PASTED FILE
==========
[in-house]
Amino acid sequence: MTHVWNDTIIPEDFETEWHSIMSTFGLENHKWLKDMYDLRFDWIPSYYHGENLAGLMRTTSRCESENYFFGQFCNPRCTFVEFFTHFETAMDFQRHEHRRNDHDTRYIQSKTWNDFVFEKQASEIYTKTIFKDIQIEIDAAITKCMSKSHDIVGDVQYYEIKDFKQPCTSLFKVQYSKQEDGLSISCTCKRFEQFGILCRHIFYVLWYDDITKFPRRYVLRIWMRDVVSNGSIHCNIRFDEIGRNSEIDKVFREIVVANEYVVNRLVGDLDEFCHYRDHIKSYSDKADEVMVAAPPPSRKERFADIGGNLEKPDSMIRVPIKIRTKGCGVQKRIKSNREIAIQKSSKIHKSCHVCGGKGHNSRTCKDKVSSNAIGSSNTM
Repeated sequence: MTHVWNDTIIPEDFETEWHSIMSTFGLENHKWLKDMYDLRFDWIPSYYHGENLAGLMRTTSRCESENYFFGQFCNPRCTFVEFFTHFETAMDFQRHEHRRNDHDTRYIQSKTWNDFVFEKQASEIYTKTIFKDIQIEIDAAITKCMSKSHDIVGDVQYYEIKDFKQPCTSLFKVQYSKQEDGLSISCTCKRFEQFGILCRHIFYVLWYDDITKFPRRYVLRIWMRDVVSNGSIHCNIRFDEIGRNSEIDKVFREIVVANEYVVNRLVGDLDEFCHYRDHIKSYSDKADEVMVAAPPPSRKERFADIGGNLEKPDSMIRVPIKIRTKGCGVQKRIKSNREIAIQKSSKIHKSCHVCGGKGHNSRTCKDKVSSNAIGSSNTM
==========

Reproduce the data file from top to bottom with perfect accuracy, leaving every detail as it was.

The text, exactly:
[in-house]
Amino acid sequence: MTHVWNDTIIPEDFETEWHSIMSTFGLENHKWLKDMYDLRFDWIPSYYHGENLAGLMRTTSRCESENYFFGQFCNPRCTFVEFFTHFETAMDFQRHEHRRNDHDTRYIQSKTWNDFVFEKQASEIYTKTIFKDIQIEIDAAITKCMSKSHDIVGDVQYYEIKDFKQPCTSLFKVQYSKQEDGLSISCTCKRFEQFGILCRHIFYVLWYDDITKFPRRYVLRIWMRDVVSNGSIHCNIRFDEIGRNSEIDKVFREIVVANEYVVNRLVGDLDEFCHYRDHIKSYSDKADEVMVAAPPPSRKERFADIGGNLEKPDSMIRVPIKIRTKGCGVQKRIKSNREIAIQKSSKIHKSCHVCGGKGHNSRTCKDKVSSNAIGSSNTM
Repeated sequence: MTHVWNDTIIPEDFETEWHSIMSTFGLENHKWLKDMYDLRFDWIPSYYHGENLAGLMRTTSRCESENYFFGQFCNPRCTFVEFFTHFETAMDFQRHEHRRNDHDTRYIQSKTWNDFVFEKQASEIYTKTIFKDIQIEIDAAITKCMSKSHDIVGDVQYYEIKDFKQPCTSLFKVQYSKQEDGLSISCTCKRFEQFGILCRHIFYVLWYDDITKFPRRYVLRIWMRDVVSNGSIHCNIRFDEIGRNSEIDKVFREIVVANEYVVNRLVGDLDEFCHYRDHIKSYSDKADEVMVAAPPPSRKERFADIGGNLEKPDSMIRVPIKIRTKGCGVQKRIKSNREIAIQKSSKIHKSCHVCGGKGHNSRTCKDKVSSNAIGSSNTM